Meanwhile, rival Alibaba’s Taobao Live assembled a cast of a dozen comedians to share daily deals on hot products. Popular “Rock & Roast” competitors, such as champion Wang Mian, were also actively courted by brands for Singles’ Day, with Wang appearing in e-commerce livestreams to promote L’Oréal and Biotherm, among others.
But major global brands have also failed to hit the right notes with their early livestreaming efforts in China. In March 2020, Louis Vuitton conducted its debut broadcast on its official Xiaohongshu channel with fashion blogger Yvonne Ching as host. Although the livestream garnered more than 880,000 views, according to the South China Morning Post, the audience reaction was far from uniformly positive, with some viewers criticizing the backdrop as cheap-looking and complaining about the number of references to making purchases.
More recently, Dior livestreamed its Spring 2021 Couture show to an audience of more than 11 million viewers on Weibo, with a panel discussion broadcast immediately afterwards hosted by media maven Hung Huang and featuring celebrity guests Carina Lau, Ming Xi, and Dior brand ambassador Yang Caiyu. The discussion was also livestreamed on platforms such as Douyin, Xiaohongshu, Bilibili, and Tencent Video. But while it drew many viewers, it may have fallen short on entertainment value, with audiences rating the discussion as boring, unrelatable, and awkward.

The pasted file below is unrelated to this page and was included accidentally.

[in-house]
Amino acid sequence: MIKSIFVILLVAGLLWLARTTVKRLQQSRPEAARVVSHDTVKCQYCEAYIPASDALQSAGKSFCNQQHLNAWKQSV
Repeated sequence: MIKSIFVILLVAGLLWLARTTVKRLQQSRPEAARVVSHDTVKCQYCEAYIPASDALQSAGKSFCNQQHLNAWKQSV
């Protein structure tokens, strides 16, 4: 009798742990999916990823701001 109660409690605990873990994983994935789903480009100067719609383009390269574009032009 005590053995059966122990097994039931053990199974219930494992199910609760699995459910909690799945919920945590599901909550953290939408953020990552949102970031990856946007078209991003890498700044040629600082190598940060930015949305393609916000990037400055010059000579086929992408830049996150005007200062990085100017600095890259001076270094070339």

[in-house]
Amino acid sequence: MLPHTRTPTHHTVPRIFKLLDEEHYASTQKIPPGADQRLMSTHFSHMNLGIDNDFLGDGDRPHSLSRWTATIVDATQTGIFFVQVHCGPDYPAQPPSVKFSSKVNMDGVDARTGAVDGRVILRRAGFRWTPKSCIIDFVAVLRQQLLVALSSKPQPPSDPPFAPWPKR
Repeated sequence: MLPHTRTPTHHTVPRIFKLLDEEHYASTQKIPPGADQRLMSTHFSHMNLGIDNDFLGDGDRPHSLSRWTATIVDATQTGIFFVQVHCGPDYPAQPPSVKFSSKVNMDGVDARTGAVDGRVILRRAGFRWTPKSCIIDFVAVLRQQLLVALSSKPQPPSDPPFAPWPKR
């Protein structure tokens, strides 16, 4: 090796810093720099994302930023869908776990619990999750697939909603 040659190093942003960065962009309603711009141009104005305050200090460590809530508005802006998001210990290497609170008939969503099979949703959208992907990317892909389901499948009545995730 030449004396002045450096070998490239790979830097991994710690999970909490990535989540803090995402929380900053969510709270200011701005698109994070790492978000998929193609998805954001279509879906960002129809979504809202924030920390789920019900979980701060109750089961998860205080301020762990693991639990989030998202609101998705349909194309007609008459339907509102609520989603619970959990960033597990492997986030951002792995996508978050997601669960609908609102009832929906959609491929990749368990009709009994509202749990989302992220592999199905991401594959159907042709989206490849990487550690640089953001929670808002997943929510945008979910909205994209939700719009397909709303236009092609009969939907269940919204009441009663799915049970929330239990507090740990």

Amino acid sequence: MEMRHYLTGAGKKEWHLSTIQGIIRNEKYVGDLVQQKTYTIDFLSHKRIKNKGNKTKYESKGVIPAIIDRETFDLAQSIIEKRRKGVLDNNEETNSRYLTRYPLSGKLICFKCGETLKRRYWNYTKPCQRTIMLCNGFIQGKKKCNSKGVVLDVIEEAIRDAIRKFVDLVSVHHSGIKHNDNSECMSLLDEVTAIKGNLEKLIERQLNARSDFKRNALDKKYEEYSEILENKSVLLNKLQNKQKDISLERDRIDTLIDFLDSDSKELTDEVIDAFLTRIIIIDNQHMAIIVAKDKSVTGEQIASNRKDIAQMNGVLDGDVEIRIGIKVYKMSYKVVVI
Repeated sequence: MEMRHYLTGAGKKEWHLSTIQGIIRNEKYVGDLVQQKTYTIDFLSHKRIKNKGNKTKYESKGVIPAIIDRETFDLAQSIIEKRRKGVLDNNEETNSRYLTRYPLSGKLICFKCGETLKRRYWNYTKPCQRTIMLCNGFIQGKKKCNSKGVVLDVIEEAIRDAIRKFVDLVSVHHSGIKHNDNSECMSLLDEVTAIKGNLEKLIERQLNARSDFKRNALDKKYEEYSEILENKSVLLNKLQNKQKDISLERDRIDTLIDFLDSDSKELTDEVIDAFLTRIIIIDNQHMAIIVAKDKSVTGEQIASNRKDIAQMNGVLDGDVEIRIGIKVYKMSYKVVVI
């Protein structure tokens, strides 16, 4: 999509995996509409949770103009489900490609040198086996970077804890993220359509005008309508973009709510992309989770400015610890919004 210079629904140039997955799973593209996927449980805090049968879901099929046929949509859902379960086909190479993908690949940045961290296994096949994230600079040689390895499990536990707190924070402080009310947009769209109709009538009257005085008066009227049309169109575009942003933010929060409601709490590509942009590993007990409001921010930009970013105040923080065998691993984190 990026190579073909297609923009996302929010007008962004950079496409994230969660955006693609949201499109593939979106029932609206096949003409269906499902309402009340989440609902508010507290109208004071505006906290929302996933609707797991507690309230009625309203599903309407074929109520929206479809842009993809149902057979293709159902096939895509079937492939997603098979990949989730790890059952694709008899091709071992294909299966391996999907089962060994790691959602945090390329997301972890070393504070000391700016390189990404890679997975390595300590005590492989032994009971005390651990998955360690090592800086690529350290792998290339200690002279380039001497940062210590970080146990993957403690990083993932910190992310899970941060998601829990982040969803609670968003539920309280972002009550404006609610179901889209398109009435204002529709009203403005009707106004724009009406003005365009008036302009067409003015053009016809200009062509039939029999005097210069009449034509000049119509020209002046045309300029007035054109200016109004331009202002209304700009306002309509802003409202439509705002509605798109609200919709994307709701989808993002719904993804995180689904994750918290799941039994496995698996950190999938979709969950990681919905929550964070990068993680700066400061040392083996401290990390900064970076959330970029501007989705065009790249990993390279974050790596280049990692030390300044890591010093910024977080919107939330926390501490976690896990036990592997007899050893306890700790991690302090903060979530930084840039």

Dior’s experience, like that of Louis Vuitton, shows the complexities of engaging Chinese audiences, who are generally more open to commercial elements in programming. It’s a challenging proposition that requires the right combination of topic, trend, host, and medium to get right.
The impact of new and evolving regulations points to more uncertainty for brands. Throughout 2020 and into 2021, the Chinese government began a major crackdown on various types of livestreamed content, issuing new regulations aimed at an “intensive” clean-up and announcing that it wants to apply AI and big data to promote “‘positive’ broadcasts in line with ‘core socialist values.’”